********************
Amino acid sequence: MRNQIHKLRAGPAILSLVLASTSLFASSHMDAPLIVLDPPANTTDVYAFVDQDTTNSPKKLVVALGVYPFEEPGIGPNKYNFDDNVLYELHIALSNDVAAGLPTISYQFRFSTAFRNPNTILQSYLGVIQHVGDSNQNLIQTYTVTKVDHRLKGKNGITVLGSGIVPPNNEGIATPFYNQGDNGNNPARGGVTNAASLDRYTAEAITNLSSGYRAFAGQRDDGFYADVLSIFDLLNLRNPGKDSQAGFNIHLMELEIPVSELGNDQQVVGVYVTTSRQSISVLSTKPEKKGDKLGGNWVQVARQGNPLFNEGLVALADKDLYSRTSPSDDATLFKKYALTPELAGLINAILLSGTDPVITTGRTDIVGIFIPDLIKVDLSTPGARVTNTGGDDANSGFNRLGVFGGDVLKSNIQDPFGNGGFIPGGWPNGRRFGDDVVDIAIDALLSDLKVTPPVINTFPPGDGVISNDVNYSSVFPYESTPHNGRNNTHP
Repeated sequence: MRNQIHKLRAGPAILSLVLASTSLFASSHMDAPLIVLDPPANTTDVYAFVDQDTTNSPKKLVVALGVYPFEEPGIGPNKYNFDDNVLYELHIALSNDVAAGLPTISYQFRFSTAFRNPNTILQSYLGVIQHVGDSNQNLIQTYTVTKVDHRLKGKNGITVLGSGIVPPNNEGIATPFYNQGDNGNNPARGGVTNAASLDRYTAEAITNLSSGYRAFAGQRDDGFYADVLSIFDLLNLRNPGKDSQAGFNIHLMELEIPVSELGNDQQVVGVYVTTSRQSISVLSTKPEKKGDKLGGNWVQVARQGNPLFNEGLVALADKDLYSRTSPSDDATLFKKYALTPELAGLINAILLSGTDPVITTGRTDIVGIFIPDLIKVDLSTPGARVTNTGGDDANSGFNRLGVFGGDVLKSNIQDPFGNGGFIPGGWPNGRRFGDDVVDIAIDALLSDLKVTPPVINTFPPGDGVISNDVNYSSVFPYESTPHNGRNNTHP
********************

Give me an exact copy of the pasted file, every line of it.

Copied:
Amino acid sequence: MRNQIHKLRAGPAILSLVLASTSLFASSHMDAPLIVLDPPANTTDVYAFVDQDTTNSPKKLVVALGVYPFEEPGIGPNKYNFDDNVLYELHIALSNDVAAGLPTISYQFRFSTAFRNPNTILQSYLGVIQHVGDSNQNLIQTYTVTKVDHRLKGKNGITVLGSGIVPPNNEGIATPFYNQGDNGNNPARGGVTNAASLDRYTAEAITNLSSGYRAFAGQRDDGFYADVLSIFDLLNLRNPGKDSQAGFNIHLMELEIPVSELGNDQQVVGVYVTTSRQSISVLSTKPEKKGDKLGGNWVQVARQGNPLFNEGLVALADKDLYSRTSPSDDATLFKKYALTPELAGLINAILLSGTDPVITTGRTDIVGIFIPDLIKVDLSTPGARVTNTGGDDANSGFNRLGVFGGDVLKSNIQDPFGNGGFIPGGWPNGRRFGDDVVDIAIDALLSDLKVTPPVINTFPPGDGVISNDVNYSSVFPYESTPHNGRNNTHP
Repeated sequence: MRNQIHKLRAGPAILSLVLASTSLFASSHMDAPLIVLDPPANTTDVYAFVDQDTTNSPKKLVVALGVYPFEEPGIGPNKYNFDDNVLYELHIALSNDVAAGLPTISYQFRFSTAFRNPNTILQSYLGVIQHVGDSNQNLIQTYTVTKVDHRLKGKNGITVLGSGIVPPNNEGIATPFYNQGDNGNNPARGGVTNAASLDRYTAEAITNLSSGYRAFAGQRDDGFYADVLSIFDLLNLRNPGKDSQAGFNIHLMELEIPVSELGNDQQVVGVYVTTSRQSISVLSTKPEKKGDKLGGNWVQVARQGNPLFNEGLVALADKDLYSRTSPSDDATLFKKYALTPELAGLINAILLSGTDPVITTGRTDIVGIFIPDLIKVDLSTPGARVTNTGGDDANSGFNRLGVFGGDVLKSNIQDPFGNGGFIPGGWPNGRRFGDDVVDIAIDALLSDLKVTPPVINTFPPGDGVISNDVNYSSVFPYESTPHNGRNNTHP